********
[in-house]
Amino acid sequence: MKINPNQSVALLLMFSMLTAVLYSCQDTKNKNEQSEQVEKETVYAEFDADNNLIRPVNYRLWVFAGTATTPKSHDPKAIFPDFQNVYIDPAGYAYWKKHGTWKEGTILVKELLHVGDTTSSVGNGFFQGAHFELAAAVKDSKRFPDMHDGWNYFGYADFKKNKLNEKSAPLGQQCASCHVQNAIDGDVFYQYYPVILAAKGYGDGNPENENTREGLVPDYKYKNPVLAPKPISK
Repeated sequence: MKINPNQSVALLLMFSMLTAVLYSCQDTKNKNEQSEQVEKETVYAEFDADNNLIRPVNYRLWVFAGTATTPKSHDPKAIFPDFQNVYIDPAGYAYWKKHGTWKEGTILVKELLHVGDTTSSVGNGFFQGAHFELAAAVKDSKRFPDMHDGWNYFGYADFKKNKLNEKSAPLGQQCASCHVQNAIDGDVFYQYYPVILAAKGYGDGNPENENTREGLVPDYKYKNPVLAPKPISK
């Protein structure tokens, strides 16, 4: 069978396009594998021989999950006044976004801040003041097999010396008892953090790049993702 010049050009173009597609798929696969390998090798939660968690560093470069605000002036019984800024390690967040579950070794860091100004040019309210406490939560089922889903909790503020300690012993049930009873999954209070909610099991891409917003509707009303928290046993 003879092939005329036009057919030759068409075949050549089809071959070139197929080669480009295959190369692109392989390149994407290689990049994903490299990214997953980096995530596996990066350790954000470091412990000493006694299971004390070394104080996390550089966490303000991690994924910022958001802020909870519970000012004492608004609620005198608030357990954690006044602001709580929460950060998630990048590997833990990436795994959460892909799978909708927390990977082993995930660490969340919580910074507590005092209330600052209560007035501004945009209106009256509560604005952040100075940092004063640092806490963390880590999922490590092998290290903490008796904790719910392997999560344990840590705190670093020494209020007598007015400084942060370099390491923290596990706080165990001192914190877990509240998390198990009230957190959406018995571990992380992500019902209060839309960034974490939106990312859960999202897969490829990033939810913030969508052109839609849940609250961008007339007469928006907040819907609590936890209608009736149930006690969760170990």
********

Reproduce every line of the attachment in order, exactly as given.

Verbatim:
[in-house]
Amino acid sequence: MKINPNQSVALLLMFSMLTAVLYSCQDTKNKNEQSEQVEKETVYAEFDADNNLIRPVNYRLWVFAGTATTPKSHDPKAIFPDFQNVYIDPAGYAYWKKHGTWKEGTILVKELLHVGDTTSSVGNGFFQGAHFELAAAVKDSKRFPDMHDGWNYFGYADFKKNKLNEKSAPLGQQCASCHVQNAIDGDVFYQYYPVILAAKGYGDGNPENENTREGLVPDYKYKNPVLAPKPISK
Repeated sequence: MKINPNQSVALLLMFSMLTAVLYSCQDTKNKNEQSEQVEKETVYAEFDADNNLIRPVNYRLWVFAGTATTPKSHDPKAIFPDFQNVYIDPAGYAYWKKHGTWKEGTILVKELLHVGDTTSSVGNGFFQGAHFELAAAVKDSKRFPDMHDGWNYFGYADFKKNKLNEKSAPLGQQCASCHVQNAIDGDVFYQYYPVILAAKGYGDGNPENENTREGLVPDYKYKNPVLAPKPISK
């Protein structure tokens, strides 16, 4: 069978396009594998021989999950006044976004801040003041097999010396008892953090790049993702 010049050009173009597609798929696969390998090798939660968690560093470069605000002036019984800024390690967040579950070794860091100004040019309210406490939560089922889903909790503020300690012993049930009873999954209070909610099991891409917003509707009303928290046993 003879092939005329036009057919030759068409075949050549089809071959070139197929080669480009295959190369692109392989390149994407290689990049994903490299990214997953980096995530596996990066350790954000470091412990000493006694299971004390070394104080996390550089966490303000991690994924910022958001802020909870519970000012004492608004609620005198608030357990954690006044602001709580929460950060998630990048590997833990990436795994959460892909799978909708927390990977082993995930660490969340919580910074507590005092209330600052209560007035501004945009209106009256509560604005952040100075940092004063640092806490963390880590999922490590092998290290903490008796904790719910392997999560344990840590705190670093020494209020007598007015400084942060370099390491923290596990706080165990001192914190877990509240998390198990009230957190959406018995571990992380992500019902209060839309960034974490939106990312859960999202897969490829990033939810913030969508052109839609849940609250961008007339007469928006907040819907609590936890209608009736149930006690969760170990």